• Justice League of America comics occasionally feature early JLA enemies the Demons Three (Abnegazar, Ghast, and Rath), evil beings who ruled the Earth a billion years ago until being imprisoned in crypts by mysterious powerful entities called the Timeless Ones. The three Demons were eventually summoned/released in the present by Felix Faust, with occasional other escapes from imprisonment since then.
  • Ragamuffin, from Lenore the Cute Little Dead Girl, the eternal vampire scourge who eats people alive, is trapped in a rag doll for the most part of the comics.
  • Shiklah of Deadpool. An ancient demon Succubus who was locked away in a coffin for centuries. When her marriage to Wade starts to suffer due to his absence, Shiklah begins cheating on him with numerous monsters from her kingdom. She eventually declares war on the surface world in attempts to take over and liberate her monsters, which ends with her marrying Dracula and leaving Deadpool a note to get on with his life. The future in 2099 shows he and Shiklah got back together, but had more wars with one another, leading to Deadpool having to seal her away again in a coffin that he had shrunken, and keeps on his heart.
  • The French comic book Les Légendaires introduces the Evil God Anathos, whose essence was trapped a long time ago by the other gods in a living prison called the Bearer. While his origin is a typical use of the trope, the way he comes back is partially subverted, as he frees himself by taking control of the Bearer and using Demonic Possession, as well as manipulating one of the protagonists rather than another villain; the original Big Bad, Darkhell, actually attempted to prevent his return rather than helping him.
  • Loki's first appearance shows him imprisoned inside a tree. He would become free only if his captivity causes someone to shed a tear. No one missed Loki strongly enough to want to cry, so he forces Heimdall to shed a tear by poking him in the eye with a leaf.
    • Let's just say Loki was sealed and/or punished in one way or another so many times in the years that some incarnations (like the Loki: Agent of Asgard one) outright claimed to be the bona fide expert on escaping from them. Why people still try to imprison Loki is a great mystery.
    • Another example of this in The Mighty Thor franchise is Mangog, the sum total of the hatred of a race that was slain by Odin. It was imprisoned with a warning on the door until released by the Rock Troll Ulik who thought it would be an ally against Asgard.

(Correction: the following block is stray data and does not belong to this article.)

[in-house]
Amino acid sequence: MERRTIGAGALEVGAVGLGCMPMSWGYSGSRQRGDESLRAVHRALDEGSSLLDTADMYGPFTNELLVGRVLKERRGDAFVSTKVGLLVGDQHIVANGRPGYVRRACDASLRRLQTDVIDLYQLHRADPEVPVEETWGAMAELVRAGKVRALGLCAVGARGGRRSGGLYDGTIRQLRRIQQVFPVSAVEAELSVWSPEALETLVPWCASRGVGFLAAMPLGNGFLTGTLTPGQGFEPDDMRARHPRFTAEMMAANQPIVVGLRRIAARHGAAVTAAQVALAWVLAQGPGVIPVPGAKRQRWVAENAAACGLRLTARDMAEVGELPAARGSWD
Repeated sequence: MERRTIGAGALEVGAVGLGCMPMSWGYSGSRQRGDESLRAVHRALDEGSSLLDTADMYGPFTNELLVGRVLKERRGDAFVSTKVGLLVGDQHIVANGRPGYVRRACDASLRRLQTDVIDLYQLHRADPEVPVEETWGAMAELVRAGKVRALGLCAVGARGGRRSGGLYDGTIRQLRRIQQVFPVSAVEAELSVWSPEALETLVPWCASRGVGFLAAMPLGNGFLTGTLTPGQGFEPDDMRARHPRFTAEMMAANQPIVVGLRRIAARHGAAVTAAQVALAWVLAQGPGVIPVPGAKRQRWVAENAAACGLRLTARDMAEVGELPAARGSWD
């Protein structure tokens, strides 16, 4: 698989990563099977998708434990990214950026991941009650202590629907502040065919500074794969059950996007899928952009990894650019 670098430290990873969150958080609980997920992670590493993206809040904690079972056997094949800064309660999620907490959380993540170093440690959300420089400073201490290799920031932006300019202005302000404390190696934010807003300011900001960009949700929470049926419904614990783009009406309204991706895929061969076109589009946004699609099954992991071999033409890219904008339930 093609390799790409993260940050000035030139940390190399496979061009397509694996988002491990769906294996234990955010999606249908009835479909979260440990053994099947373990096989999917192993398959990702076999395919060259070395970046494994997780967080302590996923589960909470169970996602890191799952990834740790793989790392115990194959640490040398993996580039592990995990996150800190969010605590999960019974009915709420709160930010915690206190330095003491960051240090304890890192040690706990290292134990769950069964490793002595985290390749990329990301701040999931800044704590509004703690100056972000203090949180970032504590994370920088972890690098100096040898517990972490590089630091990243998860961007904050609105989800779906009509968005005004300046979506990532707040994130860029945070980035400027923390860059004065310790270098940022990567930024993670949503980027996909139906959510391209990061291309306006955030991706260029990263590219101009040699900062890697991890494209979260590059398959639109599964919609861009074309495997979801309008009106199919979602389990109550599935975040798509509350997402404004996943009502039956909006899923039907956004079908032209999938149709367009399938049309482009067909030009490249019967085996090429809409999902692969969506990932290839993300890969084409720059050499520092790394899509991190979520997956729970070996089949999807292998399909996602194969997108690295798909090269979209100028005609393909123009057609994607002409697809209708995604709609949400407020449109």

• Then there were older foes of Asgard imprisoned by Odin. Ymir the Frost Giant, Surtur the Fire Demon, and Skagg the Storm Giant — the last two were released by Loki to attack Odin.
    • And more recently, there's The Serpent, God of Fear and Odin's brother, who Odin sealed in a prison at the bottom of the ocean ages ago, until freed by Sin (who had been transformed into one of his Worthy).
  • Parodied in a 1983 nine-page story in Love and Rockets by Jamie Hernandez called Maggie vs Maniakk. Maggie plays with a "Mayamese mini transporter" and accidentally frees Maniakk, a costumed super evil trapped in limbo/the ninth dimension by Ultimax, a superhero now down on his luck.
  • In Lucifer, the seraph Meleos long ago created the Basanos, an extremely powerful living tarot deck as both a complement to Destiny's book (which contains nearly everything that will ever happen) and a means of recording and preserving humanity's thoughts. The latter function, however, corrupted the Basanos and turned them into beings of pure evil, so Meleos has since locked them in a box. However, when Lucifer demands the use of the Basanos for divination, Meleos resolves to destroy them and opens the box, whereupon the cards overpower him and escape.
  • Tiamut the Dreaming Celestial was exiled to Earth by his Celestial brethren for committing a crime against "life itself". Later revealed to be a case of Sealed Good in a Can. Tiamut objected when the others tried to cull the Deviants of Earth, and was punished for it. The Deviants understandably worship Tiamut as their savior.
  • A somewhat ambiguous example in My Little Pony: Friendship is Magic (IDW), where Chrysalis and her Changelings are imprisoned in their own castle at the end of the first Story Arc with the animated Pinkie Pie suit to entertain them (well, entertain the soldiers, annoy Chrysalis). Twilight indicates it would take them "a while" to break out. However, recently, on page 11 of Friends Forever Issue #8, a sign under the Mount Monument observation deck reads "Sign the petition to add Queen Chrysalis to the monument" and bears Chrysalis' fresh signature, which in turn strongly suggests they have since recovered and are back to plotting and causing trouble for Equestria.
  • The Sohrem of Nightschool.
  • One episode of The Sandman had an Arabian Nights-flavored tale with a medieval caliph (kind of like a Muslim king/pope) who wanted to talk to Dream. The caliph went into a dark secret room and took out an ancient globe full of demons, threatening to break it and release them all. Morpheus appeared, took the globe and pocketed it, and then inquired what the caliph wanted.
  • Superman. Doomsday was living Sealed Evil, but ultimately broke out of his own can. He keeps getting re-sealed in stronger cans (we hope!).